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When “Critical Friends” Are Actually Appreciated

by Samantha Wilson, English Faculty

Who would ever want “critical friends”? Why would you willingly put your work out there when everyone could tear it apart? How could you listen as others discussed your lesson plan or assessment as if you weren’t even there?

These are just a few of the questions that might race through a teacher’s mind when faced with what are known as Critical Friends Groups, which bring anywhere from six to ten teachers together to critique and improve each other’s work on a regular basis using protocols. CFGs have been around since the mid-1990s and were first promoted by the National School Reform Faculty, a group that grew from work done at the Annenberg Institute for School Reform at Brown University.[1] There is a slew of research about the benefits of such groups, and Mike Schmoker’s article, “Tipping Point: From Feckless Reform to Substantive Instructional Improvement,” outlines much of the research on the long term positive effects of having “teams of teachers implement, assess, and adjust instruction in short-term cycles of improvement.” The clearest way for a teacher to improve is by being thoughtful and reflective about her or his practice along with input from others. I first learned about these groups two summers ago at the Klingenstein Summer Institute for Early Career Teachers, and I’ve been hankering to get a group like this going at St. Mark’s ever since.

This year, with support from the Dean of Faculty and The Center, we have started to get this group off the ground. Last month, we had our first CFG session of the year on an assignment of mine that I give to my 3rd formers near the beginning of the year. A CFG follows strict protocols and time limits to keep the conversation productive and on task. There are three roles: Presenter, Participant, and Facilitator. The Facilitator is the timekeeper and taskmaster, as it were. The Presenter brings the assignment that is critiqued, and the Participants examine and critique.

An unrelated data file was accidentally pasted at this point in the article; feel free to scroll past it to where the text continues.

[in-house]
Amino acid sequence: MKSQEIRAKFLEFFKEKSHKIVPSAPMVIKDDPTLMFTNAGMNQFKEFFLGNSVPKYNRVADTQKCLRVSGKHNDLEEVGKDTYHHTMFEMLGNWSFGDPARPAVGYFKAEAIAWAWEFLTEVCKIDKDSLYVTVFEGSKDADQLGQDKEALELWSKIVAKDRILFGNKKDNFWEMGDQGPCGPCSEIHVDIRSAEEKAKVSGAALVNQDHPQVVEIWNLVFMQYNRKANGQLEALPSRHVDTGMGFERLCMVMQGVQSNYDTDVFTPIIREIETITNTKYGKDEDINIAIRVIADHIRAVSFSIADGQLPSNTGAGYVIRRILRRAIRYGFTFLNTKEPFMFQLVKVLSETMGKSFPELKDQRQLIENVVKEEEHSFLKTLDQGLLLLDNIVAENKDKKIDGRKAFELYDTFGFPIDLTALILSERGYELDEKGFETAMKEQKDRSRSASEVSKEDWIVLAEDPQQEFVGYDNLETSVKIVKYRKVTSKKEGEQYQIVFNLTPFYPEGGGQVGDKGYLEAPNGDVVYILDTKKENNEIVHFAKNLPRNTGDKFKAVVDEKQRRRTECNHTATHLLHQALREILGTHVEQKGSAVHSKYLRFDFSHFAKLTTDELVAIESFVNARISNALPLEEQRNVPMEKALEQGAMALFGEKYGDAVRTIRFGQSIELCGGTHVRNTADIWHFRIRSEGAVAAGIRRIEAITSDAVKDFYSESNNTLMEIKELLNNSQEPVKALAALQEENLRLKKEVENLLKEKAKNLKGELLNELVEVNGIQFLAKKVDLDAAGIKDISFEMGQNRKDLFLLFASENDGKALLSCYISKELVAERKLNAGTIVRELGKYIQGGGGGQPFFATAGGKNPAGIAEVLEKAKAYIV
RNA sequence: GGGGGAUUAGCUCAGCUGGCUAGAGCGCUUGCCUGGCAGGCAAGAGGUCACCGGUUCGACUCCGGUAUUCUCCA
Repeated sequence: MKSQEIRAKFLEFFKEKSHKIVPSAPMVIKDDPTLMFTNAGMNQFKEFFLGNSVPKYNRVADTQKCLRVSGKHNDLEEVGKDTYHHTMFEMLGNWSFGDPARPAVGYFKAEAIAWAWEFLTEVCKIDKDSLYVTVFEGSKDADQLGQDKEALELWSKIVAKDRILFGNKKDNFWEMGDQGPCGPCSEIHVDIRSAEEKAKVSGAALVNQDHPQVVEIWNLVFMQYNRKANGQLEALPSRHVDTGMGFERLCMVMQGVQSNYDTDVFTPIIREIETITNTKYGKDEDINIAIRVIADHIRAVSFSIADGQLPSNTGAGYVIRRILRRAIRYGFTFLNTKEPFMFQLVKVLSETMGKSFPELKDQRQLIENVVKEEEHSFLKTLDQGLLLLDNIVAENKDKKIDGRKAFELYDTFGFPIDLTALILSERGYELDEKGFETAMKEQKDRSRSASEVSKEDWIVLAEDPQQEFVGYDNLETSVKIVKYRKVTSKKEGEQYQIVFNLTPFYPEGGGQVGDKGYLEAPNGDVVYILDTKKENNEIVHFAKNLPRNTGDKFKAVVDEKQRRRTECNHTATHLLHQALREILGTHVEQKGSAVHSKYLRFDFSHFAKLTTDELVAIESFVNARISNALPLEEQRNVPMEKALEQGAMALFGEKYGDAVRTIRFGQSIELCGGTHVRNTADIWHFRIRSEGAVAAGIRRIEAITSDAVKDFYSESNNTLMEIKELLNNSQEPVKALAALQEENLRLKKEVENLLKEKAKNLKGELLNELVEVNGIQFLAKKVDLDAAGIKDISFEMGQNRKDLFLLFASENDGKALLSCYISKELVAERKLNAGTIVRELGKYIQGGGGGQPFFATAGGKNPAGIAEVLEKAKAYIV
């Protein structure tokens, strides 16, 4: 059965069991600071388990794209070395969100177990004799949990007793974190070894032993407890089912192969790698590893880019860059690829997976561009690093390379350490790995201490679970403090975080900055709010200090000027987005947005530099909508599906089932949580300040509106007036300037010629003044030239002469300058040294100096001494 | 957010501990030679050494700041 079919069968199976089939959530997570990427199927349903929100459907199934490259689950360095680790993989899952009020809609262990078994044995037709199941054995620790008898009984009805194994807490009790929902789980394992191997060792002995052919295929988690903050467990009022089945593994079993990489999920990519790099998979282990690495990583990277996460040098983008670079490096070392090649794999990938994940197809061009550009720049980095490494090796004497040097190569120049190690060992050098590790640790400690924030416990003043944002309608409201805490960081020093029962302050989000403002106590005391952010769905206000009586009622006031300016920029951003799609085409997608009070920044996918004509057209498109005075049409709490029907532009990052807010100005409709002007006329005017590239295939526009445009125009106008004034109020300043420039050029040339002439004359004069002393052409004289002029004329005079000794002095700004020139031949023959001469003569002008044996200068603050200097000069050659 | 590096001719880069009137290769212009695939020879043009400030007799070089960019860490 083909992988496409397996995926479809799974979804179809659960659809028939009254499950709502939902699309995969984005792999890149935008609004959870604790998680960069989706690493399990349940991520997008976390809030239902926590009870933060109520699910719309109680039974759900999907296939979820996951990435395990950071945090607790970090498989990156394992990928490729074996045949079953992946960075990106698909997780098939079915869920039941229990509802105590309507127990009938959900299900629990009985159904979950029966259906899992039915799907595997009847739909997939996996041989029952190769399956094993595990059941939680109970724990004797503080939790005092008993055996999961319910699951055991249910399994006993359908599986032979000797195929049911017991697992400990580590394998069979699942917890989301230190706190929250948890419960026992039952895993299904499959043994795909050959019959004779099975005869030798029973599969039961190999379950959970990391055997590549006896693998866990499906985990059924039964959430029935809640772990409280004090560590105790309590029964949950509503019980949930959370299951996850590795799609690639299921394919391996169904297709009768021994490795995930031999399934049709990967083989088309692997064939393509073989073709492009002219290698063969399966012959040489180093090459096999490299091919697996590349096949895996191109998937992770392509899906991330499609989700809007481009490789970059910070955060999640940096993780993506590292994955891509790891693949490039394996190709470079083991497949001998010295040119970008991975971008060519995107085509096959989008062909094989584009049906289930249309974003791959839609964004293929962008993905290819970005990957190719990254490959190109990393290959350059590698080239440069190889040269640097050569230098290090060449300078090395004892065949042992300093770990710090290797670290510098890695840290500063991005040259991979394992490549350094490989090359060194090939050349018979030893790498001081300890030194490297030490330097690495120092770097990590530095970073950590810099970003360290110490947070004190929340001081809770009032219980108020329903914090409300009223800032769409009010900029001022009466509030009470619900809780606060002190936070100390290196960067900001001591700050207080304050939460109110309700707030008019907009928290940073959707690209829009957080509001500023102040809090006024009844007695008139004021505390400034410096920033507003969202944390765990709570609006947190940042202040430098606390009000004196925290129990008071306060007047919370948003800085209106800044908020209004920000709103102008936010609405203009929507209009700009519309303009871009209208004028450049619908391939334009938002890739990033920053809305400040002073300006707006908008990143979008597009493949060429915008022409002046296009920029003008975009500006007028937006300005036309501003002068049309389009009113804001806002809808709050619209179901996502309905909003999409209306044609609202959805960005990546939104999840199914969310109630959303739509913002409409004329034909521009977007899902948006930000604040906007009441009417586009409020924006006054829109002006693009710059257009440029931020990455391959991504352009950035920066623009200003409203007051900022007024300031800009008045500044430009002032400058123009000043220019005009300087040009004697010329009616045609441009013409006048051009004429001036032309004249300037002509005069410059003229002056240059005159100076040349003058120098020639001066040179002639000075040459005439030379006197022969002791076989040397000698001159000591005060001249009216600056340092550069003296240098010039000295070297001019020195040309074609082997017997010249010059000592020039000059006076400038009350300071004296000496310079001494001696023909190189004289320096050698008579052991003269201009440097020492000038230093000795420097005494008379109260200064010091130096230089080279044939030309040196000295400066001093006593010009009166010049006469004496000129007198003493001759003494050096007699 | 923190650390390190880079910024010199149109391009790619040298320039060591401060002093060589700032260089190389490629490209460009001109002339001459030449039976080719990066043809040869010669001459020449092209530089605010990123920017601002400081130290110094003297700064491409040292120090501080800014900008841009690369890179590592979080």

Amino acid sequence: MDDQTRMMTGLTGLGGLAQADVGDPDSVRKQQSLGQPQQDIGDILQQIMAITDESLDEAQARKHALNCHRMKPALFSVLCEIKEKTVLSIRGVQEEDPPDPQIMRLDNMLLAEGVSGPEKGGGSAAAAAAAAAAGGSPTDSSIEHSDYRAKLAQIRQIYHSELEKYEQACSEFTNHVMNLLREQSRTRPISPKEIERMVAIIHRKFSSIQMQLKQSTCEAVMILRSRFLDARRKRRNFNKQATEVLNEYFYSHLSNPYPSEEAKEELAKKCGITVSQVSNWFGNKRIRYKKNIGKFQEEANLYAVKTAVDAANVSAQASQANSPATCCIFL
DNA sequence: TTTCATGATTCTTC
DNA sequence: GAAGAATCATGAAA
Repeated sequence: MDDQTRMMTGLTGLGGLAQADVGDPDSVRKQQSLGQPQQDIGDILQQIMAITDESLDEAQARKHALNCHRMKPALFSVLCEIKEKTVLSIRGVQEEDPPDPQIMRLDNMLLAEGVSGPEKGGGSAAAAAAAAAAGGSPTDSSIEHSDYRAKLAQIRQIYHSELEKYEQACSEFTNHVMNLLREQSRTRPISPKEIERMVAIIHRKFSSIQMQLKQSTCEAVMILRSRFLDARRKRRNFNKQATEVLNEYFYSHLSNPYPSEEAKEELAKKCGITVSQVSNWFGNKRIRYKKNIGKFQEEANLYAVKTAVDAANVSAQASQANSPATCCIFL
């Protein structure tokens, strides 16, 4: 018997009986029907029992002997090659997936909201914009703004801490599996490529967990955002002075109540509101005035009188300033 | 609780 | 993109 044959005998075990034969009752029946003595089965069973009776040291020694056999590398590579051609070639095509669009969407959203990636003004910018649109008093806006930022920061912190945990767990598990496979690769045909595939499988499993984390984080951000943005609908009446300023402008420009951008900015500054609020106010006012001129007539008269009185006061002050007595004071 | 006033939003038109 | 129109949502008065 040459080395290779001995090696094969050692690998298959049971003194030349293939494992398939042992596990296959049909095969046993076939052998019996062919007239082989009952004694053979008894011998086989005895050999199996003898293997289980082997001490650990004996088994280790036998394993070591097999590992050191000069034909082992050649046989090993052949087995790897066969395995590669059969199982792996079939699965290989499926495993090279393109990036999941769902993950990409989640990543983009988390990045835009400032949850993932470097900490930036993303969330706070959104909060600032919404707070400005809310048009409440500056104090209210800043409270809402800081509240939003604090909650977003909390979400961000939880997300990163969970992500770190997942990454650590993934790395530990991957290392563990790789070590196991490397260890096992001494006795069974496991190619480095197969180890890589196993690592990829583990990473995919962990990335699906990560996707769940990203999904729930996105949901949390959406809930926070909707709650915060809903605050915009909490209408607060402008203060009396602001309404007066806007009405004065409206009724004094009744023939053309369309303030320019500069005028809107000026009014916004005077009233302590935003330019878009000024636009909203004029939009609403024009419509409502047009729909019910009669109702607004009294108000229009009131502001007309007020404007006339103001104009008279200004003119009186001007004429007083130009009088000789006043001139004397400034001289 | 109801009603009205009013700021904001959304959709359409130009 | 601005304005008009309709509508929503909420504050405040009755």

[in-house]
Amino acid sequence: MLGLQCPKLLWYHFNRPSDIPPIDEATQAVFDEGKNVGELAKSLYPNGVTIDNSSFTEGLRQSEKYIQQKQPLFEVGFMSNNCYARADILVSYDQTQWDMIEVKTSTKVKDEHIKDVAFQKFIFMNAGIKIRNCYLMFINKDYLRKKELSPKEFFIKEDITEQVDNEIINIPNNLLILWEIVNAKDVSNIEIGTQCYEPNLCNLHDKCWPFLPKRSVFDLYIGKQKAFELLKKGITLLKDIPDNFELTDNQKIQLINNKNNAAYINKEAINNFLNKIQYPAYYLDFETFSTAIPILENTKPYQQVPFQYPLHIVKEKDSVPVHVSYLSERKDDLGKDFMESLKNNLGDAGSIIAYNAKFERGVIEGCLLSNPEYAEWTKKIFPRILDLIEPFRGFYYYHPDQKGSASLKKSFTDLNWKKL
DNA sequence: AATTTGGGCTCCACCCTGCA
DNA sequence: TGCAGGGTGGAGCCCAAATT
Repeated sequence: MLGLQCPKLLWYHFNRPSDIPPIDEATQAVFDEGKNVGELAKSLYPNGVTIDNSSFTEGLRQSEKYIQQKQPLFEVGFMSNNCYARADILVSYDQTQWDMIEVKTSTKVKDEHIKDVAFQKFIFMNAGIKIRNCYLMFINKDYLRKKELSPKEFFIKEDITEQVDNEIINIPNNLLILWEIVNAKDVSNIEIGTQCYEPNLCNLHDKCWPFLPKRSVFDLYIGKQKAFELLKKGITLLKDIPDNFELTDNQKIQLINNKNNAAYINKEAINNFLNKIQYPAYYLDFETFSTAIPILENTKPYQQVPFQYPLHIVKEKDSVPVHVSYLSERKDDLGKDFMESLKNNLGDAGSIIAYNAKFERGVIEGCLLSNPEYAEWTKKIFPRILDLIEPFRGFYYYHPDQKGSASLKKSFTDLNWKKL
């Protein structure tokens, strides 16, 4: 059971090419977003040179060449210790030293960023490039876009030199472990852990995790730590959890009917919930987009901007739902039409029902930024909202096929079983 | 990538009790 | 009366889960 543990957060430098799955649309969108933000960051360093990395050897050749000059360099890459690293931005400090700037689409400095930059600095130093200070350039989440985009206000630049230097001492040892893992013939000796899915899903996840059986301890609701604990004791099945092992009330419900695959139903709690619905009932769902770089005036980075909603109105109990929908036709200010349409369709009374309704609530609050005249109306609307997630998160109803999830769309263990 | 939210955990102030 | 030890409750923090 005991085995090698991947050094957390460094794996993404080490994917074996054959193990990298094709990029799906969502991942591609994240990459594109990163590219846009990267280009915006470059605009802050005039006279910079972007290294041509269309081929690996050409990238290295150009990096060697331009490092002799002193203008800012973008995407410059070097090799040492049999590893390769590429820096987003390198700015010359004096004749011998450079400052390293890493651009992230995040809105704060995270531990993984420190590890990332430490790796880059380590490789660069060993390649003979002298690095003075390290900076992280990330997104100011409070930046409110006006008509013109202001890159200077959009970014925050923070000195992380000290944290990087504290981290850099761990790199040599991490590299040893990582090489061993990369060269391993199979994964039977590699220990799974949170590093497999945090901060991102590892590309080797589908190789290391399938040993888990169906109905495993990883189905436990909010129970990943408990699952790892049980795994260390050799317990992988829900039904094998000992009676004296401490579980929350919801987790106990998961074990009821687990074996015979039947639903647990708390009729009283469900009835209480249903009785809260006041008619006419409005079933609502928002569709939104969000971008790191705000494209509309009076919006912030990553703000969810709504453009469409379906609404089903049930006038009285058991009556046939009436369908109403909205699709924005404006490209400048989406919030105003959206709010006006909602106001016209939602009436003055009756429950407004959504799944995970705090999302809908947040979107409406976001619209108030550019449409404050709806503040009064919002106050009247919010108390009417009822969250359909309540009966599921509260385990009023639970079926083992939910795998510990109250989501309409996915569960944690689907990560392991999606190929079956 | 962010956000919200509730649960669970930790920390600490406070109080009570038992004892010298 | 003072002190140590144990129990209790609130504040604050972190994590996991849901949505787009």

The first step is the Presenter explaining a bit about the context of the assignment such as what has lead up to it, what scaffolding has been put in place, and how it fits into the larger arc of the year. The Presenter also formulates a “central question” that gets to the core of what she or he wants to improve upon. In my case, the assignment was a storytelling project in which students were asked to deliver a 3 – 5 minute story of a “personal odyssey” in front of the whole class. In preparation we had discussed what makes for good storytelling and a good story. We watched videos of people giving similar talks and critiqued them. Students brainstormed several potential stories and worked together to rehearse and practice what they had decided on. But somehow, with all of this, many of the stories did not come out the way I had hoped. My central question had two parts. I was finding that students, despite the scaffolding and pre-work that we did, were missing the theme of this assignment and often described literal journeys rather than including metaphorical ones as well. I also wanted to look at the type of feedback students were giving to each other and how to make that part of the process more meaningful.